London has more to offer than just clever financing, it also reigns supreme in the food and culture stakes.

From world-class fine-dining restaurants to hip night markets selling street food, London has it all. Hospitality is the fourth largest industry in the UK; the nation’s food-service-sector is set to be worth £56.2 billion by 2019. London is a fantastic hub to launch a new food business and also drive real change in the food industry.

The majority-female, international team at YFood has come together over the past two years to build a platform for those driving disruptive change in the food industry, which has been slower to adopt technological developments than others. They have started an annual Food Tech week – the next one is scheduled for autumn – as well as set up mentoring for start-ups and are working with big businesses to drive innovation, such as Just Eat, which has set up an accelerator. 

The founders and businesses in the sector are incredibly diverse – there are people from all walks of life, looking at alternative protein sources, tackling food waste and programming real-time restaurant booking apps.

Two of the startups YFood supported were founded by former students: Bump Mark, which has developed a bioreactive expiry label that changes texture when the meat in the packaging has gone off, and bio-bean, which converts coffee waste into biofuel.

In London, “there’s so many cultures co-habiting, innovation happens naturally,” says US-born Head of Commercial Partnerships Athena Simpson. They have sparked interest around the globe, including with the Malaysian minister of finance who wants to create a national food-tech industry.

Do you sell amazing food? If you want to be featured in the night market at Britain’s biggest food festival, register your interest by visiting and emailing

The London Evening Standard will launch the UK’s biggest food festival in June with a month-long programme of events sponsored by Westfield, Cobra and Fortnum & Mason. It will feature chefs, restaurants, hotels and bars showing off the capital’s food scene. Londoners can head down to the night market to indulge in an outdoor dining experience, which will be held at a London park over 12 evenings. 

Maybe food’s got something to do with it but a PwC study last year ranked London the top global city for culture, entertainment, infrastructure, health and general happiness, both on quantifiable factors and the perceptions of high-net-worth individuals from 16 countries.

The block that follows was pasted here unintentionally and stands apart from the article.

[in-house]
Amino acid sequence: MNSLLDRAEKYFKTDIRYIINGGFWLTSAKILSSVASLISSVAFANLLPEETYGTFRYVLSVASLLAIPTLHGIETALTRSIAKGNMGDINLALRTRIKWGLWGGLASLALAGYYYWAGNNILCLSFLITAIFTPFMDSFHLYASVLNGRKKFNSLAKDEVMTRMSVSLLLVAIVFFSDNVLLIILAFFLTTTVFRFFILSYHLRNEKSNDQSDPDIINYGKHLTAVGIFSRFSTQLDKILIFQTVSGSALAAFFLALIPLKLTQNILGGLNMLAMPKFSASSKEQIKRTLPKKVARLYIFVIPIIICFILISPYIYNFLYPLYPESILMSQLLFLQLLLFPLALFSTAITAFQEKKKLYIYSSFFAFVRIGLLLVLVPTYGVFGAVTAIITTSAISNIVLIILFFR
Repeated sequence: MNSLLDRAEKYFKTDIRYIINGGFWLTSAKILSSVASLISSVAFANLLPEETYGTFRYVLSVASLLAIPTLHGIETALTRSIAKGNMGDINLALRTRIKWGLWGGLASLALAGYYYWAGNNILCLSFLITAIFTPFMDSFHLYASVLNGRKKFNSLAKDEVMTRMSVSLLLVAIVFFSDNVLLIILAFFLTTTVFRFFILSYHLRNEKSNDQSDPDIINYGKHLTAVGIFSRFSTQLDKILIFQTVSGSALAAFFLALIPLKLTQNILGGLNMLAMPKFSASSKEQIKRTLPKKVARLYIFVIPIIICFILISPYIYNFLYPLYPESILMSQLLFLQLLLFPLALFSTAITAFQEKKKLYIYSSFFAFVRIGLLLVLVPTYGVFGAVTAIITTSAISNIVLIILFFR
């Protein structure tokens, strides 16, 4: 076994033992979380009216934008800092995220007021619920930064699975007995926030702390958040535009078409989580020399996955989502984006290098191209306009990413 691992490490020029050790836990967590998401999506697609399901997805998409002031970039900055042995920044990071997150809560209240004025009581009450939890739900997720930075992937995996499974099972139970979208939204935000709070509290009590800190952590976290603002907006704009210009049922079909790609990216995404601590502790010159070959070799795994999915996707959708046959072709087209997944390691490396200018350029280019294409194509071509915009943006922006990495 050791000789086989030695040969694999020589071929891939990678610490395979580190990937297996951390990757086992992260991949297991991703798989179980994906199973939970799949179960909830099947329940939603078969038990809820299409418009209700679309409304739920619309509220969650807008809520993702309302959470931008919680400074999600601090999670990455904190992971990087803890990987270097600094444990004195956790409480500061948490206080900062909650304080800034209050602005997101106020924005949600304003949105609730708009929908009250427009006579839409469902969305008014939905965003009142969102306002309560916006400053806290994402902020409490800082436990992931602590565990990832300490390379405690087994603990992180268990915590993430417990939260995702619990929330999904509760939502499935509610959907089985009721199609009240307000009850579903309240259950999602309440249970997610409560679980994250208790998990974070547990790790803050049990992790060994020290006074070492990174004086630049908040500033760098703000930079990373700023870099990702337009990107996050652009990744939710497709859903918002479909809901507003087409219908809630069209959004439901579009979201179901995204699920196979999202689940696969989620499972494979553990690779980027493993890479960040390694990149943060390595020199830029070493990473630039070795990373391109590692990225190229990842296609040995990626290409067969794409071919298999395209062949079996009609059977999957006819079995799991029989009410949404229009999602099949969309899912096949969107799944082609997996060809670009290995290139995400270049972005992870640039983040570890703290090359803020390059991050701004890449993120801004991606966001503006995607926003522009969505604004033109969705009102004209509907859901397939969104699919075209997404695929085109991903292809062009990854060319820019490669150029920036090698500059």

Its cultural clout is unparalleled, with vibrant multicultural food, media and pop scenes alongside established theatrical, literary and classical music traditions, and all the entrepreneurial opportunities that those delights present. For a major city, it is a very green and liveable place, with 3,000 parks – 47% of its area is green space.

Talk to directors of London businesses about the attractions of the capital, and again and again its diversity and dynamism come up, in expressions like “cosmopolitan”, “vibrancy”, “richness of experience”, “the most international city in the world”. By some counts, more than 300 languages are spoken in London.

Former CEO of Tech City Eric Van der Kleij sees London’s diversity as one of its “superpowers”, citing this as an ever-more important factor when an entrepreneur looks at where they can locate their HQ and best grow their business.

London's entrepreneursA Workspace Business Insight Dinner

Will Butler-Adams, Managing Director of Brompton Bikes, which has manufactured in London for 30 years, calls the city the home of “mad ideas”.

“Things happen, there are dinners, meetings, networking, politics. In York, where I come from, there are opportunities; in London there are opportunities everywhere you turn.”

Life on two wheelsA Brompton Bike in action

Garib Kheder of Lana Fashions, which has made clothes for Mary Katrantzou, Peter Pilotto, Erdem, Richard Nichols and others, testifies to the success of London’s fashion industry as a centre for high-end small-run manufacturing as well as design talent. When he started 15 years ago in Edmonton, there were only two or three factories doing designer work; today there are a few dozen like his in north, east and south London. The clincher is a Made in England label – which customers want to see – to distinguish what they’re buying from what they could find anywhere on the high street.

Chantal Coady OBE, Founder and Creative Director at Workspace customer, Rococo Chocolates, says, “I spent all my adult life in London and I love being in the centre and being able to jump on a bicycle and go to places and meet people… It’s a very vibrant, creative scene and we can be very proud of the standard of everything we have, from food shops to theatre to art to museums to culture. It’s just a fabulous city to be in.”

What do you think makes London so unforgettable? Share your thoughts on social media using the #madeinlondon hashtag and remember to mention @WorkspaceGroup